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Op-Ed | Good for taxi drivers, good for New York City

FILE PHOTO: New York City taxi cabs drive through Times Square in New York
New York City taxi cabs drive through Times Square in New York March 29, 2016.
REUTERS/Lucas Jackson/File Photo

The COVID-19 pandemic continues to wreak havoc on the livelihoods of many taxi drivers who were already struggling to get by — myself included. As a taxi driver of 14 years, it was unlike anything I’d ever seen before. The foot traffic we rely on for customers declined as offices shut down, tourists disappeared and quarantine restrictions kept people home.  In fact, only about half of yellow taxis have returned to New York City streets as Manhattan’s offices remain at low capacity and tourists have only recently started to return to New York.

My family has felt this struggle deeply. For us, driving yellow cabs isn’t just a job, it’s been a part of our lives ever since we came to the United States after fleeing the civil war in Sierra Leone. My entire family now drives yellow taxis for a living, starting with my brother who was the first to arrive in New York. I immigrated here in September 2003, and almost immediately chose to be a yellow cab driver.

My family and other drivers need creative solutions to help us continue offering an essential service to our fellow New Yorkers. While some apps to hail taxi cabs exist, none have a customer base that can compete with Uber and Lyft. That’s why the recently announced partnership between taxi technology companies like CMT and Uber is such a big deal. It ends our years-long fight with rideshare apps for customers, by providing drivers like me with access to Uber’s millions of users.  It helps New Yorkers who use Uber but also the tourists who will once again flock to our city but who don’t already have local cab apps on their smartphones.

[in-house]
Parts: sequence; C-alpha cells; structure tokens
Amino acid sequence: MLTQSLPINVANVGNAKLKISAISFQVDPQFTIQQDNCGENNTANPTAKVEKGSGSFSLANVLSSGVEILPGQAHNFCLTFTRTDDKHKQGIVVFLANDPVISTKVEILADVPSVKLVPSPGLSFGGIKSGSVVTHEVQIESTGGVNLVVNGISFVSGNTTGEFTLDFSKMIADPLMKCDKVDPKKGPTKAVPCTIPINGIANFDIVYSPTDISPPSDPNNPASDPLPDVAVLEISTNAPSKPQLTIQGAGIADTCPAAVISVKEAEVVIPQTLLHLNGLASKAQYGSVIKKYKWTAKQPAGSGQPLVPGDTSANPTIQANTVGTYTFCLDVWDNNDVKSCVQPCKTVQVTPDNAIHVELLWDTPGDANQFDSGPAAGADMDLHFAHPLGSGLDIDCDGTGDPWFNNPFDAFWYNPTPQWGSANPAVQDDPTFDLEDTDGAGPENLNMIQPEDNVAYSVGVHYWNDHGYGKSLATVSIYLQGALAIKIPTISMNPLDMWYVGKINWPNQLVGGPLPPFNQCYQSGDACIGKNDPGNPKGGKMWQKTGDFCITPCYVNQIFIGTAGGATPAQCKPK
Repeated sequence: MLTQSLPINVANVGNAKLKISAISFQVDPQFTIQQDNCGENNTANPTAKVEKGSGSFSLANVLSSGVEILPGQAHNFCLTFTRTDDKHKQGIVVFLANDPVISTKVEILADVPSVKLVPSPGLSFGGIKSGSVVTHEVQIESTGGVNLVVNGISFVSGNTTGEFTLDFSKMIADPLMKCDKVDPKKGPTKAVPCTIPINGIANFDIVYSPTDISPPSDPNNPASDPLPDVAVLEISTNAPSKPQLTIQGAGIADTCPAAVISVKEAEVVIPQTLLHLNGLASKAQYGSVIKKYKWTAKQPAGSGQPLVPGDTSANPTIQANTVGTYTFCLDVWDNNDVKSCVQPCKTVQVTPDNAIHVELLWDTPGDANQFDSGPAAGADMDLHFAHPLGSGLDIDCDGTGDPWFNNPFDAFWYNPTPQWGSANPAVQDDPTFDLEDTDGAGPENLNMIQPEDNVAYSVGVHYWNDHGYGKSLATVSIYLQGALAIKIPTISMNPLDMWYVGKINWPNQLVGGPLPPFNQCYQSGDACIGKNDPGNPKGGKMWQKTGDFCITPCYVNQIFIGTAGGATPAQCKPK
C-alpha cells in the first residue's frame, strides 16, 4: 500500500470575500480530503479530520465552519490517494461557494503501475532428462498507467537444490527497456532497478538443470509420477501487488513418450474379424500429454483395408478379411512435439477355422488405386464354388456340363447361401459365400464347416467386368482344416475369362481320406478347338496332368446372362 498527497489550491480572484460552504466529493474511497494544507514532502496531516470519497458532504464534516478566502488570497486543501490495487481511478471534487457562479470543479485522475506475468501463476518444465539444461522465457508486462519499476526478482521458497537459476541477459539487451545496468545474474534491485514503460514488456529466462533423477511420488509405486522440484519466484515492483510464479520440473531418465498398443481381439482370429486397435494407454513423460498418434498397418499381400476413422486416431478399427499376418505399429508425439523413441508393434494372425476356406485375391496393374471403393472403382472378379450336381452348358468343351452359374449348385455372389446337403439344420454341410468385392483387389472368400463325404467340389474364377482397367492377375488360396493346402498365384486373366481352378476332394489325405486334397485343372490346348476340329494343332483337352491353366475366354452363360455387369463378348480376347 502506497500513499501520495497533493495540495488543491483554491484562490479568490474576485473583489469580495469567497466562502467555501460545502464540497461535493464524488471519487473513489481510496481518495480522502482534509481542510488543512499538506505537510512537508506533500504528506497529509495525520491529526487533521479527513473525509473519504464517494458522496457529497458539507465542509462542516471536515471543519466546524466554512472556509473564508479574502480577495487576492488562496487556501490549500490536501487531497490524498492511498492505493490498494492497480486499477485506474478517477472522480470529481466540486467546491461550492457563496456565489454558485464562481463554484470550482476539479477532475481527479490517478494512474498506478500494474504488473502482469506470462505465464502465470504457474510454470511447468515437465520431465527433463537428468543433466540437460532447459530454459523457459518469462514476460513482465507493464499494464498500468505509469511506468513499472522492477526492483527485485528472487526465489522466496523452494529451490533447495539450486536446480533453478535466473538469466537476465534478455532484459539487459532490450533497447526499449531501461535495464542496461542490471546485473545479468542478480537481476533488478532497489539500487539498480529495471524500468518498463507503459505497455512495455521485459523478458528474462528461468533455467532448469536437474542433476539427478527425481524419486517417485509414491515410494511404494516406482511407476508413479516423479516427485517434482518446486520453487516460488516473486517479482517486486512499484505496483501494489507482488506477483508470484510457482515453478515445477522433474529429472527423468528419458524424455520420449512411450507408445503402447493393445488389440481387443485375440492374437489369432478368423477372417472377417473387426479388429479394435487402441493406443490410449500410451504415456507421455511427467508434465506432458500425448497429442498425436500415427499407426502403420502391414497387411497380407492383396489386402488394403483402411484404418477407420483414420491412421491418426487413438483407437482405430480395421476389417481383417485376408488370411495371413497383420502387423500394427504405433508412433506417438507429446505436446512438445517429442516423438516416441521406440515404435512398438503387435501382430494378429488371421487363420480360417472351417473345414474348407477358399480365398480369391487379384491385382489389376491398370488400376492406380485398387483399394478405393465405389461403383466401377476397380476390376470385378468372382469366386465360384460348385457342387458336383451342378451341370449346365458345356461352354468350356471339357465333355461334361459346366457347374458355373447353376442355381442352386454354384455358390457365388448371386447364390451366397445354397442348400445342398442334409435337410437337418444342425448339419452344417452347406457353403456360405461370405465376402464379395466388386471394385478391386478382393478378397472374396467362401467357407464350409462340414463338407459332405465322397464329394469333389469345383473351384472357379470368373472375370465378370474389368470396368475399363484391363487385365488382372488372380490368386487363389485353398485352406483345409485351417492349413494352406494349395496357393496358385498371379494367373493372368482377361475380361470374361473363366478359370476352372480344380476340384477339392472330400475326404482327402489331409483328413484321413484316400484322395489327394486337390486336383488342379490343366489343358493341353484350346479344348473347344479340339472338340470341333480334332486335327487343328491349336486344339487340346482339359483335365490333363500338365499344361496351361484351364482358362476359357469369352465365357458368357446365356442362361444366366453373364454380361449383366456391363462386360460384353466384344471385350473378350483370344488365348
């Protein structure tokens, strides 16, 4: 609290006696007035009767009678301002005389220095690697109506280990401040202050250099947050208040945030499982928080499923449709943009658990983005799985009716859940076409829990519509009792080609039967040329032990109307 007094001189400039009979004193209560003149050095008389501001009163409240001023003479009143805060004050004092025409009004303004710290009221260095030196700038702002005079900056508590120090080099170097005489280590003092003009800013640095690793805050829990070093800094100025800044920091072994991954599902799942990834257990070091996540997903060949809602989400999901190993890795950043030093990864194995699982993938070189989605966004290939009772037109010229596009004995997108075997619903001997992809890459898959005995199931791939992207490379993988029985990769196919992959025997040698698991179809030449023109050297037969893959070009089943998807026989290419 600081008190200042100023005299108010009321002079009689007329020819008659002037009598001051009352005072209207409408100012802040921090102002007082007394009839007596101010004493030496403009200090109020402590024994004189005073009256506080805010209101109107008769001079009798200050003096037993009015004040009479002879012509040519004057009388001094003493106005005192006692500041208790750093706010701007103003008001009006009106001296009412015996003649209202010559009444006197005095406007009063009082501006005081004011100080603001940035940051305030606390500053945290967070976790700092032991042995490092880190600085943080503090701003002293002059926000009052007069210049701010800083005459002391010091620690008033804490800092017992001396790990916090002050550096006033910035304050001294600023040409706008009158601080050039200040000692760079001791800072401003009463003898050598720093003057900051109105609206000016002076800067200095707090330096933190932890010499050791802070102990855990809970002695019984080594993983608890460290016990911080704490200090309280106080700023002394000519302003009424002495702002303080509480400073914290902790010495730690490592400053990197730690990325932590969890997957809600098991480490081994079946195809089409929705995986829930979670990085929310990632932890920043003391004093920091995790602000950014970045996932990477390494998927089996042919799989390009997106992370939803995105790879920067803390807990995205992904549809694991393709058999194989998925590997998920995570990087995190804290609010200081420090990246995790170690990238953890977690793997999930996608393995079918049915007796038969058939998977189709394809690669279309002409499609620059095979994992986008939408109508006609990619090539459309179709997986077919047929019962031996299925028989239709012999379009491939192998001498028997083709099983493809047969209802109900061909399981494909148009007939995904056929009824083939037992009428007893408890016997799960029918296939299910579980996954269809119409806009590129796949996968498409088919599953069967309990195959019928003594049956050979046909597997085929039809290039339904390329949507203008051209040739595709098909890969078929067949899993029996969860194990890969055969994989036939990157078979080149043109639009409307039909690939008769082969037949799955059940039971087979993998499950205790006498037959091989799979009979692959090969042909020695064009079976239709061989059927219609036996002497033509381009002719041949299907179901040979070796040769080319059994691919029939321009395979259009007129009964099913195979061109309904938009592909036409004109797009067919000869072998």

This is especially important when taxis leave Manhattan, the airports and busy transportation hubs, since it is often hard to find a street-hail outside those areas.  While taxis are dependent on density in order to physically see street hails, apps like Uber can ‘see around corners’ so density of riders is less important.  

Now, by listing taxis alongside black cars on the Uber app and giving us access to Uber’s global customers, we can have a reliable number of riders throughout the city, which increases earnings for drivers and provides greater transit options for customers. However, this isn’t just a win for cab drivers — listing taxicabs on the Uber app means reduced wait times for Uber’s customers, allowing busy New Yorkers to get to their destinations quickly and safely.  It’s also a win for our city, as this partnership will result in better utilization of Ubers and taxis, minimizing empty vehicles on city streets.

This partnership is a smart solution to some of the problems facing riders and drivers alike. I will always be a yellow cab driver — from my first month when I constantly called my brother for directions, to today when I can navigate any neighborhood while chatting with passengers about the news on 1010 WINS, driving a yellow cab will forever be a central part of mine and my family’s lives. This is the creative path forward I’ve been hoping for, and I’m looking forward to my first Uber request.

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